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Letter: Jamaican politicians must sacrifice too
Published on February 13, 2013 Email To Friend    Print Version

Dear Sir:

And so the nation must sacrifice. As I listened to the prime minister and the minister of finance 'sympathizing' with the Jamaican people, I could not help but wonder why we the people should bear all the burdens of their political mismanagement. Now I do not know whether or not we have been given a raw deal or not, but I remember back in 2012 that the PNP's Omar Davies, who is claimed to be the more qualified PNP economic mind, stated that a JDX2 would be suicide. While campaigning, this same PNP said that they could negotiate a better IMF deal, and here we are with a second JDX, a falling dollar, and widespread hopelessness.

While listening I ran into a tweet from Marc Ramsay, who I remember as a law student called for a revolution of the mind in Jamaica: "@yasmarcram: I am waiting to hear that the Cabinet size will be reduced and they will accept salary cuts and fire excess consultants! You too must sacrifice". So I too waited, and waited, and 14 minutes later it was clear that only the Jamaican people would sacrifice. What is clear to me after that press conference is that the politicians of Jamaica are selfish, arrogant, and cold-hearted in their approach to the Jamaican people.

For all her "mama" ways, the PM is not willing to sacrifice for her children. She would prefer to watch them starve, ask them to eat less food while she and her friends accept full salaries, provide more jobs for their friends, wine, dine, travel first class, and party. When Minister Phillips called for "the entire nation" to mobilise around a national objective of reducing Jamaica's debt ratio, he did not mean the excess politicians in cabinet, the excess consultants, or the beneficiaries of unnecessary government spending projects. He meant that the civil servants, nurses and teachers must remain underpaid, while politicians accept their salaries, he meant that our children must enjoy life less, while some politicians can party in London and fly to Trinidad Carnival.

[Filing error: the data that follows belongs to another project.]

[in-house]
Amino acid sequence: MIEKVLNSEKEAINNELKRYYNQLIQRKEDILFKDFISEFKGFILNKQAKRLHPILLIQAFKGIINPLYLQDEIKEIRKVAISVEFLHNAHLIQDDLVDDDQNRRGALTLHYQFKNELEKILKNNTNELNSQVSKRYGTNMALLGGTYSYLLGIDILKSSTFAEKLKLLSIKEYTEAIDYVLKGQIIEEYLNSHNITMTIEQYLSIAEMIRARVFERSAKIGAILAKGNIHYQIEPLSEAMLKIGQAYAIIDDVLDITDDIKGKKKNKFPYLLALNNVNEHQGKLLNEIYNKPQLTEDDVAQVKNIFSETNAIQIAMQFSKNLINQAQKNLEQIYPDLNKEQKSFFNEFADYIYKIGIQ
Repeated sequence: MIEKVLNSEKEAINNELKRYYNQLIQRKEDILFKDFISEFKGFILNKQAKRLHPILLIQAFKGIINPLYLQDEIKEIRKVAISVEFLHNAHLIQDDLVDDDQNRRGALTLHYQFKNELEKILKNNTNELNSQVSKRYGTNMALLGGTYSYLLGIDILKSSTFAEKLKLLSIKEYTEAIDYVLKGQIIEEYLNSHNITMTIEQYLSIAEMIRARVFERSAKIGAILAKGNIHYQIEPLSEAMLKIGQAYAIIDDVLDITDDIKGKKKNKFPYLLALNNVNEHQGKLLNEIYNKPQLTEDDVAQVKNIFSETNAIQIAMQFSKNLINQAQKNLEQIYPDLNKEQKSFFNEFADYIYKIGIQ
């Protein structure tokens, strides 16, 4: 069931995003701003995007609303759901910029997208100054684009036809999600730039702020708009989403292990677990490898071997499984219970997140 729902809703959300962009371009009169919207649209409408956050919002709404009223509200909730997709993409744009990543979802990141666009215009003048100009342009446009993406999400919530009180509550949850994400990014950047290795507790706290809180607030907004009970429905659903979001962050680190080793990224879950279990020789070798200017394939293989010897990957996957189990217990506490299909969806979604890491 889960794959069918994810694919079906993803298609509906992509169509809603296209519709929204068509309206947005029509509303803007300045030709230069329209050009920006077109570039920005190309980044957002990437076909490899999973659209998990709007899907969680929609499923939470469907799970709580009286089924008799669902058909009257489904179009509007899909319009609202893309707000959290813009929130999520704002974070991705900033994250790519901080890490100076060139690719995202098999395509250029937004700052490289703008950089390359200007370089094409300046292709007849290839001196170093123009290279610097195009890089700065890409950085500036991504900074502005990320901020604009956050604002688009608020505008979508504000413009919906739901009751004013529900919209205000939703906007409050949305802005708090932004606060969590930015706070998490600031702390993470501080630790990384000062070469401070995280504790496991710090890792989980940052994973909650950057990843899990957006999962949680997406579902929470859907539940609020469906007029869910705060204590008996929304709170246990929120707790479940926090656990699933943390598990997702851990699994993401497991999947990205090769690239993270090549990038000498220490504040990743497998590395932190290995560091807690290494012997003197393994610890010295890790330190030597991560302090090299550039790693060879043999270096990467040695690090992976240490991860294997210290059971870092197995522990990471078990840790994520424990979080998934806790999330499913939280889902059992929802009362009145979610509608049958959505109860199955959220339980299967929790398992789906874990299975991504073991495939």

So here is my charge to the government. Do not be selfish; you must sacrifice as well. We demand that you take pay cuts; you do not deserve your full pay when we the people suffer. You must reduce the size of cabinet, it is too big, you cannot hire your friends when we and our friends cannot get jobs. Cutting the cabinet and taking salary cuts is not just symbolic; it could make a real impact. The PM does not need such a large cabinet.

The government of the United States of America has 15 Cabinet members. Coca-Cola, an efficient global company, had revenues of US$35 billion dollars. Coca-Cola has a board of directors with 16 people. The government of Singapore, where prosperity is high and people have greater opportunities, has a 14 member Cabinet. Her Cabinet is made up of half of all the persons elected into Parliament for the PNP, all women minus one, and two of Simpson-Miller's cousins (Natalie Neita-Headley and Noel Arscott).